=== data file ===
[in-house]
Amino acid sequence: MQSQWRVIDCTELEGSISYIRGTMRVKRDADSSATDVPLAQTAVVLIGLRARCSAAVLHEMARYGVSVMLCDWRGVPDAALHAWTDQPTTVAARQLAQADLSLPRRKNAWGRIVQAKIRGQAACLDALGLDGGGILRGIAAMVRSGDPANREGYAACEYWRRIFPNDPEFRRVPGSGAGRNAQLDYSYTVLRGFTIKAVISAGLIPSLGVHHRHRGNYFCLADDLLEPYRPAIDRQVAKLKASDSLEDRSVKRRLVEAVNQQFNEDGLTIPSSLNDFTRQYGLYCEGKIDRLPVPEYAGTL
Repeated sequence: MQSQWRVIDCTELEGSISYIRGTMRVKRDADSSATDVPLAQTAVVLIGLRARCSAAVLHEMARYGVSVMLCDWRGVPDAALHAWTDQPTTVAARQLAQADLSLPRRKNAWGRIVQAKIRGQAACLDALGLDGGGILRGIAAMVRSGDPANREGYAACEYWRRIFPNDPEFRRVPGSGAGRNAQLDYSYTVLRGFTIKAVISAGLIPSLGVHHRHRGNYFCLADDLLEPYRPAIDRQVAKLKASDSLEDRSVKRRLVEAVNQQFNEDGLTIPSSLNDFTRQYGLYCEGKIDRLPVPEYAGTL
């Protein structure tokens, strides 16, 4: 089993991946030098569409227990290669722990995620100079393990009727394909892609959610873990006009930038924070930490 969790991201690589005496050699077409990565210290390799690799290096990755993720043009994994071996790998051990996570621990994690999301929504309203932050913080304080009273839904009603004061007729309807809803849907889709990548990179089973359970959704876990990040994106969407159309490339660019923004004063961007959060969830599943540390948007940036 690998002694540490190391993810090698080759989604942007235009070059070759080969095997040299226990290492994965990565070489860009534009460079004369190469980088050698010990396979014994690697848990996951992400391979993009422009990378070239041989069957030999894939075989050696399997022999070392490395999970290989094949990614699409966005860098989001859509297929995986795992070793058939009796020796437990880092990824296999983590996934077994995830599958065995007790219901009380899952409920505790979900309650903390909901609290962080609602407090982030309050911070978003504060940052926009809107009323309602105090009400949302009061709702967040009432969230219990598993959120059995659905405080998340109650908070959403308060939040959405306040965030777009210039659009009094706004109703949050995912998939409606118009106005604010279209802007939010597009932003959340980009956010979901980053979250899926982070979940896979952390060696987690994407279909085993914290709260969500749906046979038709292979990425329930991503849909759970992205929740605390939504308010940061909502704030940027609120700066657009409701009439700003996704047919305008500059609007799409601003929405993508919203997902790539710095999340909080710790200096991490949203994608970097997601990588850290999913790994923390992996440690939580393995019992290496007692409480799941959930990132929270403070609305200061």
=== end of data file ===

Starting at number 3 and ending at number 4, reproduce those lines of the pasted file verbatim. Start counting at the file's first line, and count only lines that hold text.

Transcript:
Repeated sequence: MQSQWRVIDCTELEGSISYIRGTMRVKRDADSSATDVPLAQTAVVLIGLRARCSAAVLHEMARYGVSVMLCDWRGVPDAALHAWTDQPTTVAARQLAQADLSLPRRKNAWGRIVQAKIRGQAACLDALGLDGGGILRGIAAMVRSGDPANREGYAACEYWRRIFPNDPEFRRVPGSGAGRNAQLDYSYTVLRGFTIKAVISAGLIPSLGVHHRHRGNYFCLADDLLEPYRPAIDRQVAKLKASDSLEDRSVKRRLVEAVNQQFNEDGLTIPSSLNDFTRQYGLYCEGKIDRLPVPEYAGTL
């Protein structure tokens, strides 16, 4: 089993991946030098569409227990290669722990995620100079393990009727394909892609959610873990006009930038924070930490 969790991201690589005496050699077409990565210290390799690799290096990755993720043009994994071996790998051990996570621990994690999301929504309203932050913080304080009273839904009603004061007729309807809803849907889709990548990179089973359970959704876990990040994106969407159309490339660019923004004063961007959060969830599943540390948007940036 690998002694540490190391993810090698080759989604942007235009070059070759080969095997040299226990290492994965990565070489860009534009460079004369190469980088050698010990396979014994690697848990996951992400391979993009422009990378070239041989069957030999894939075989050696399997022999070392490395999970290989094949990614699409966005860098989001859509297929995986795992070793058939009796020796437990880092990824296999983590996934077994995830599958065995007790219901009380899952409920505790979900309650903390909901609290962080609602407090982030309050911070978003504060940052926009809107009323309602105090009400949302009061709702967040009432969230219990598993959120059995659905405080998340109650908070959403308060939040959405306040965030777009210039659009009094706004109703949050995912998939409606118009106005604010279209802007939010597009932003959340980009956010979901980053979250899926982070979940896979952390060696987690994407279909085993914290709260969500749906046979038709292979990425329930991503849909759970992205929740605390939504308010940061909502704030940027609120700066657009409701009439700003996704047919305008500059609007799409601003929405993508919203997902790539710095999340909080710790200096991490949203994608970097997601990588850290999913790994923390992996440690939580393995019992290496007692409480799941959930990132929270403070609305200061």